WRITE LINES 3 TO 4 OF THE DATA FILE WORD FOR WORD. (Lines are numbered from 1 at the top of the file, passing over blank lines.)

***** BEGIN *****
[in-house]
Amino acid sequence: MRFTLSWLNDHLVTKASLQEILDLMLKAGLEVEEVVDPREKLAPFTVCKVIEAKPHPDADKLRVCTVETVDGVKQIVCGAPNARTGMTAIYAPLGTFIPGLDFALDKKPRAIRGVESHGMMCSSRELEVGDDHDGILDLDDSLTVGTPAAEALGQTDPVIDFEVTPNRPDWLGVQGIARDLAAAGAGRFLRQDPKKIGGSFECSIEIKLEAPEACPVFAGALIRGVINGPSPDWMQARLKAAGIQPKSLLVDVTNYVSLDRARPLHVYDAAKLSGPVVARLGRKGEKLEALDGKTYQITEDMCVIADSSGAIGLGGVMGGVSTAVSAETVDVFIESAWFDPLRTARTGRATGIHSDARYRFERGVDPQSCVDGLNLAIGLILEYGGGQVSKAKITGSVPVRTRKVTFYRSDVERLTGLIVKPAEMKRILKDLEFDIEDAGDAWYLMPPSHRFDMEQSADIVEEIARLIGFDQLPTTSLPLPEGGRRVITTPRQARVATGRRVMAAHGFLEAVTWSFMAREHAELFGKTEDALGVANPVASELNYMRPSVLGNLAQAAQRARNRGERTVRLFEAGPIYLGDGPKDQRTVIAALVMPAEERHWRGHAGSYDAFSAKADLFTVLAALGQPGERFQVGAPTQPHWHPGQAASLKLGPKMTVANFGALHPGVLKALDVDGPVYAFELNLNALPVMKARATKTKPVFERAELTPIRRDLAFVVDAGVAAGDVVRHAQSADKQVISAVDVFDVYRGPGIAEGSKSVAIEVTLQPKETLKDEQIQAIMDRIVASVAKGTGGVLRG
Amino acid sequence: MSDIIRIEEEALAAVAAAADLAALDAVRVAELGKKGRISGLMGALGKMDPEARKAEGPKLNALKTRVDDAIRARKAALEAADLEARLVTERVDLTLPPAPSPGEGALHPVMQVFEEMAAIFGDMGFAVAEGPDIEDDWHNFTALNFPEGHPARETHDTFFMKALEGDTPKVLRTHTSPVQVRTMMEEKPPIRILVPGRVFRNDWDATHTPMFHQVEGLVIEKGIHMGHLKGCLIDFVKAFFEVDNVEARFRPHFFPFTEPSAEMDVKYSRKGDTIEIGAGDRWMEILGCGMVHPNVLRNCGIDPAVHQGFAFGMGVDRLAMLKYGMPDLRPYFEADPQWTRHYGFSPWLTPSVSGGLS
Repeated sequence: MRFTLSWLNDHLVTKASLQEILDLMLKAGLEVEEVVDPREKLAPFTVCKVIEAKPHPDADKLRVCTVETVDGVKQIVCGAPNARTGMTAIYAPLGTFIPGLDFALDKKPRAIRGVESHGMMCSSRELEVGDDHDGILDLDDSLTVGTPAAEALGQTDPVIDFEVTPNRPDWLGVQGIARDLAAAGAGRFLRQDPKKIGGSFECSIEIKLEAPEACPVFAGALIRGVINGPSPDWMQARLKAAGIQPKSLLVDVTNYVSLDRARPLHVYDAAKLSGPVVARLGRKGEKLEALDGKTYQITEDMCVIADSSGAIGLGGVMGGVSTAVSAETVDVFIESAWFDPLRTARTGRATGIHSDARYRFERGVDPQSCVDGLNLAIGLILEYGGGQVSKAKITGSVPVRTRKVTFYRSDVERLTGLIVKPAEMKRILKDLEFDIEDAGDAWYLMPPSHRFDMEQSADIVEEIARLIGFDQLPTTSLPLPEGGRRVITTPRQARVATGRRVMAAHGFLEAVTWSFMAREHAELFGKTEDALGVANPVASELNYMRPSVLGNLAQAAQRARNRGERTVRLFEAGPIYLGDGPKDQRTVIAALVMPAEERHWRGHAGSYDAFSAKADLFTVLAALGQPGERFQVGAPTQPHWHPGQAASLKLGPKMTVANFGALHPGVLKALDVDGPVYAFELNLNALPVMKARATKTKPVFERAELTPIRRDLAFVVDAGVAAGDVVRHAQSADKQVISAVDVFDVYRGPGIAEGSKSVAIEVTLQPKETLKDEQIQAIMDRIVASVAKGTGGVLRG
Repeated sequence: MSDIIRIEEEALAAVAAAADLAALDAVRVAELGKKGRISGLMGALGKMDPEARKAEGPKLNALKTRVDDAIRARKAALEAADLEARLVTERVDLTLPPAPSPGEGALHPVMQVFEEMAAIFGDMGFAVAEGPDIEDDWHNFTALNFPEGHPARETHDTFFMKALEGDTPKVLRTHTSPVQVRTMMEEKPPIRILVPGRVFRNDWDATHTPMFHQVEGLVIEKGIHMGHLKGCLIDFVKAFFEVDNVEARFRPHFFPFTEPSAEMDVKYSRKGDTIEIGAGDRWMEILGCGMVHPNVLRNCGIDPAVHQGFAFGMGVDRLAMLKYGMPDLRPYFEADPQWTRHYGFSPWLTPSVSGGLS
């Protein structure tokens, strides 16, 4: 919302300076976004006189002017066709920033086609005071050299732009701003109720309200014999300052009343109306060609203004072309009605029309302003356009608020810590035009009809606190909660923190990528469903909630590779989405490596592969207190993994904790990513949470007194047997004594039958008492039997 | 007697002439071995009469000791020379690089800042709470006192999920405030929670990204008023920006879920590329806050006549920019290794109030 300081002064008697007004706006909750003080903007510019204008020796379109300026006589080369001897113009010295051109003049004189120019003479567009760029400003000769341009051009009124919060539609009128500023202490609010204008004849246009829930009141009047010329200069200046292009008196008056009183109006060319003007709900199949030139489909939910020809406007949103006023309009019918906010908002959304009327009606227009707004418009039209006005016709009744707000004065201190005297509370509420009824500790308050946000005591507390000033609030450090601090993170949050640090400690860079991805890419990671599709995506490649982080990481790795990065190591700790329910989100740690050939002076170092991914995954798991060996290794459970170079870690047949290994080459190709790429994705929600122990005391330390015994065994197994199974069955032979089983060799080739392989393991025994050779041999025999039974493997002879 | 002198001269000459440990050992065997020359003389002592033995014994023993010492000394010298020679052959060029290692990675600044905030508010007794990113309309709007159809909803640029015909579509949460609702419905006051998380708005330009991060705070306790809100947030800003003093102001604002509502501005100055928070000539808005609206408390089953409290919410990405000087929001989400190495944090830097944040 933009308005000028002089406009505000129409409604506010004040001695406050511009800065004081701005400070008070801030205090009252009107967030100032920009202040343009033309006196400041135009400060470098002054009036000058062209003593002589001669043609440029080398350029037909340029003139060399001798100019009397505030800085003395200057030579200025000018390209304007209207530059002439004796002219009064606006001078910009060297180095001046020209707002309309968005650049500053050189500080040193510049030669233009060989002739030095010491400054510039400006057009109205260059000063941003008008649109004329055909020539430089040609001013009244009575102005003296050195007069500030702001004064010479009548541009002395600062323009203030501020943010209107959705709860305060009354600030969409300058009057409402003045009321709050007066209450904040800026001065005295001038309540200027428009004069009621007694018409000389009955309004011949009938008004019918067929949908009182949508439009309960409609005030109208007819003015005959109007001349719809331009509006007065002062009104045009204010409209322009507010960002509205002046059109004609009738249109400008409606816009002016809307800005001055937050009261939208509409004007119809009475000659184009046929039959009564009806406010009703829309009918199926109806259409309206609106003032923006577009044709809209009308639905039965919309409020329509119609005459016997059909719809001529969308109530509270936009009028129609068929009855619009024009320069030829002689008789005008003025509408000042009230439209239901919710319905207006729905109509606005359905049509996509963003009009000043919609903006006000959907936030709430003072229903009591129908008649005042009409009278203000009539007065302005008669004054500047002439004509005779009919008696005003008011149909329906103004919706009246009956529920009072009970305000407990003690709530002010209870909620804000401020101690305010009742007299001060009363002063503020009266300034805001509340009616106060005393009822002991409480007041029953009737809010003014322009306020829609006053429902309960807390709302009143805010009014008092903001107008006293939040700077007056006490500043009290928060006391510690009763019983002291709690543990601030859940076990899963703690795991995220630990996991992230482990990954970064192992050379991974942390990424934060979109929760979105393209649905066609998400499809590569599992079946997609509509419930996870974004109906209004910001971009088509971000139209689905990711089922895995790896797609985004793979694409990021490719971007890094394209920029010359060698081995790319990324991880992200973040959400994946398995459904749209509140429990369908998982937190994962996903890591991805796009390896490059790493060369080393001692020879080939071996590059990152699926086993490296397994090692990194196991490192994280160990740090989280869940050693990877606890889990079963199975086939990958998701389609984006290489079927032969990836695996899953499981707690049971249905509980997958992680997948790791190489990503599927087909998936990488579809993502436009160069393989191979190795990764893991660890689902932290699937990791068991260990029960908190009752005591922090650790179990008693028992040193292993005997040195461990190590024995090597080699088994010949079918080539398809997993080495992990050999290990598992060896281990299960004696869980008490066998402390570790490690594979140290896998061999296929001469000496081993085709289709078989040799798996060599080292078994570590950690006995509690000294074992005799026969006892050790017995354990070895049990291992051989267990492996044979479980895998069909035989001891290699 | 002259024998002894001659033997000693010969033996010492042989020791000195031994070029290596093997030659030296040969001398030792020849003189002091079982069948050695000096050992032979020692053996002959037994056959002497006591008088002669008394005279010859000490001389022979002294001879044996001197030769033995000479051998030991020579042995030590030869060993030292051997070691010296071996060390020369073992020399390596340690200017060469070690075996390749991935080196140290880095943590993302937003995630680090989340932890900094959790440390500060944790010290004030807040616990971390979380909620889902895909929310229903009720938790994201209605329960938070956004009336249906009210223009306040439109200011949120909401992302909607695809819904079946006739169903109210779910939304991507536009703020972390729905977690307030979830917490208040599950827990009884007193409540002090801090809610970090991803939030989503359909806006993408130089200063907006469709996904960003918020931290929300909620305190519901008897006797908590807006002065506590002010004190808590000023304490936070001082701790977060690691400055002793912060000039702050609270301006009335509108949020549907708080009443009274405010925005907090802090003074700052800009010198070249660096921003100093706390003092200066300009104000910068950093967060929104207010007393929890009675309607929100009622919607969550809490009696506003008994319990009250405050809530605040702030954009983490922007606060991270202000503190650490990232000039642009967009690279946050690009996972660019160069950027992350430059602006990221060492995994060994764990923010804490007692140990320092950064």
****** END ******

Amino acid sequence: MSDIIRIEEEALAAVAAAADLAALDAVRVAELGKKGRISGLMGALGKMDPEARKAEGPKLNALKTRVDDAIRARKAALEAADLEARLVTERVDLTLPPAPSPGEGALHPVMQVFEEMAAIFGDMGFAVAEGPDIEDDWHNFTALNFPEGHPARETHDTFFMKALEGDTPKVLRTHTSPVQVRTMMEEKPPIRILVPGRVFRNDWDATHTPMFHQVEGLVIEKGIHMGHLKGCLIDFVKAFFEVDNVEARFRPHFFPFTEPSAEMDVKYSRKGDTIEIGAGDRWMEILGCGMVHPNVLRNCGIDPAVHQGFAFGMGVDRLAMLKYGMPDLRPYFEADPQWTRHYGFSPWLTPSVSGGLS
Repeated sequence: MRFTLSWLNDHLVTKASLQEILDLMLKAGLEVEEVVDPREKLAPFTVCKVIEAKPHPDADKLRVCTVETVDGVKQIVCGAPNARTGMTAIYAPLGTFIPGLDFALDKKPRAIRGVESHGMMCSSRELEVGDDHDGILDLDDSLTVGTPAAEALGQTDPVIDFEVTPNRPDWLGVQGIARDLAAAGAGRFLRQDPKKIGGSFECSIEIKLEAPEACPVFAGALIRGVINGPSPDWMQARLKAAGIQPKSLLVDVTNYVSLDRARPLHVYDAAKLSGPVVARLGRKGEKLEALDGKTYQITEDMCVIADSSGAIGLGGVMGGVSTAVSAETVDVFIESAWFDPLRTARTGRATGIHSDARYRFERGVDPQSCVDGLNLAIGLILEYGGGQVSKAKITGSVPVRTRKVTFYRSDVERLTGLIVKPAEMKRILKDLEFDIEDAGDAWYLMPPSHRFDMEQSADIVEEIARLIGFDQLPTTSLPLPEGGRRVITTPRQARVATGRRVMAAHGFLEAVTWSFMAREHAELFGKTEDALGVANPVASELNYMRPSVLGNLAQAAQRARNRGERTVRLFEAGPIYLGDGPKDQRTVIAALVMPAEERHWRGHAGSYDAFSAKADLFTVLAALGQPGERFQVGAPTQPHWHPGQAASLKLGPKMTVANFGALHPGVLKALDVDGPVYAFELNLNALPVMKARATKTKPVFERAELTPIRRDLAFVVDAGVAAGDVVRHAQSADKQVISAVDVFDVYRGPGIAEGSKSVAIEVTLQPKETLKDEQIQAIMDRIVASVAKGTGGVLRG